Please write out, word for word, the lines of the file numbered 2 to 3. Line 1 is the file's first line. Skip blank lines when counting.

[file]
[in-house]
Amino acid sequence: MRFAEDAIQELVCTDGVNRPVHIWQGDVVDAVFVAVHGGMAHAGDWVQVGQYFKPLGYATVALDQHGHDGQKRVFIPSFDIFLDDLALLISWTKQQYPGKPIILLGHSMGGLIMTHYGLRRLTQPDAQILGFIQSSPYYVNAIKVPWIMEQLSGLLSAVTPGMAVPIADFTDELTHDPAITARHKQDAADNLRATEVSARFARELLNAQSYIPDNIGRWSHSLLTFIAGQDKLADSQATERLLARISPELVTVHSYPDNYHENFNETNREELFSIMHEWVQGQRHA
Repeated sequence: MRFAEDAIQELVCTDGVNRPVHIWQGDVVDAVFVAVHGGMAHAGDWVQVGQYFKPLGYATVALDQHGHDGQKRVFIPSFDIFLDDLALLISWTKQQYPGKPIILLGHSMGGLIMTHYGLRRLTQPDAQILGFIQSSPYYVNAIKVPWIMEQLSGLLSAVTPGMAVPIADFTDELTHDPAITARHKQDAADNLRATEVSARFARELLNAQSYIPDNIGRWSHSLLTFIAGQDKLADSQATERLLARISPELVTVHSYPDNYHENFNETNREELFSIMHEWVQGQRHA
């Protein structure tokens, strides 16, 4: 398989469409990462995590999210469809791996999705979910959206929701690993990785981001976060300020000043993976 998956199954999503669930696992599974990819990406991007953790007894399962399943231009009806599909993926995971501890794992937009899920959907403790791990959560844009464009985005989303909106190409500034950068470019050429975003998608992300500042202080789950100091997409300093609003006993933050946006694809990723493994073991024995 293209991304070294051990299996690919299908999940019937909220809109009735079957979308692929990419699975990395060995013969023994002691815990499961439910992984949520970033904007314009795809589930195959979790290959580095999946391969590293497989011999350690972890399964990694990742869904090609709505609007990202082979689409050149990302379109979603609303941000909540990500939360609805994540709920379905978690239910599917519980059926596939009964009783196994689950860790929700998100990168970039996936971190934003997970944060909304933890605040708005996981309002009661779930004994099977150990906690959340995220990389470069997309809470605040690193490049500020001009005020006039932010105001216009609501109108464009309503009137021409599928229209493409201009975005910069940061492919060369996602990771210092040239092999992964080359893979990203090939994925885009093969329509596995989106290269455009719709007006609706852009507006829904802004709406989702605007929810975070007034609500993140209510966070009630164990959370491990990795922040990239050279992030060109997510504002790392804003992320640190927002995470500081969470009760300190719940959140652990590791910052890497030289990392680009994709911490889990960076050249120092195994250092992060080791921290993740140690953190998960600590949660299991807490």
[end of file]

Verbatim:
Amino acid sequence: MRFAEDAIQELVCTDGVNRPVHIWQGDVVDAVFVAVHGGMAHAGDWVQVGQYFKPLGYATVALDQHGHDGQKRVFIPSFDIFLDDLALLISWTKQQYPGKPIILLGHSMGGLIMTHYGLRRLTQPDAQILGFIQSSPYYVNAIKVPWIMEQLSGLLSAVTPGMAVPIADFTDELTHDPAITARHKQDAADNLRATEVSARFARELLNAQSYIPDNIGRWSHSLLTFIAGQDKLADSQATERLLARISPELVTVHSYPDNYHENFNETNREELFSIMHEWVQGQRHA
Repeated sequence: MRFAEDAIQELVCTDGVNRPVHIWQGDVVDAVFVAVHGGMAHAGDWVQVGQYFKPLGYATVALDQHGHDGQKRVFIPSFDIFLDDLALLISWTKQQYPGKPIILLGHSMGGLIMTHYGLRRLTQPDAQILGFIQSSPYYVNAIKVPWIMEQLSGLLSAVTPGMAVPIADFTDELTHDPAITARHKQDAADNLRATEVSARFARELLNAQSYIPDNIGRWSHSLLTFIAGQDKLADSQATERLLARISPELVTVHSYPDNYHENFNETNREELFSIMHEWVQGQRHA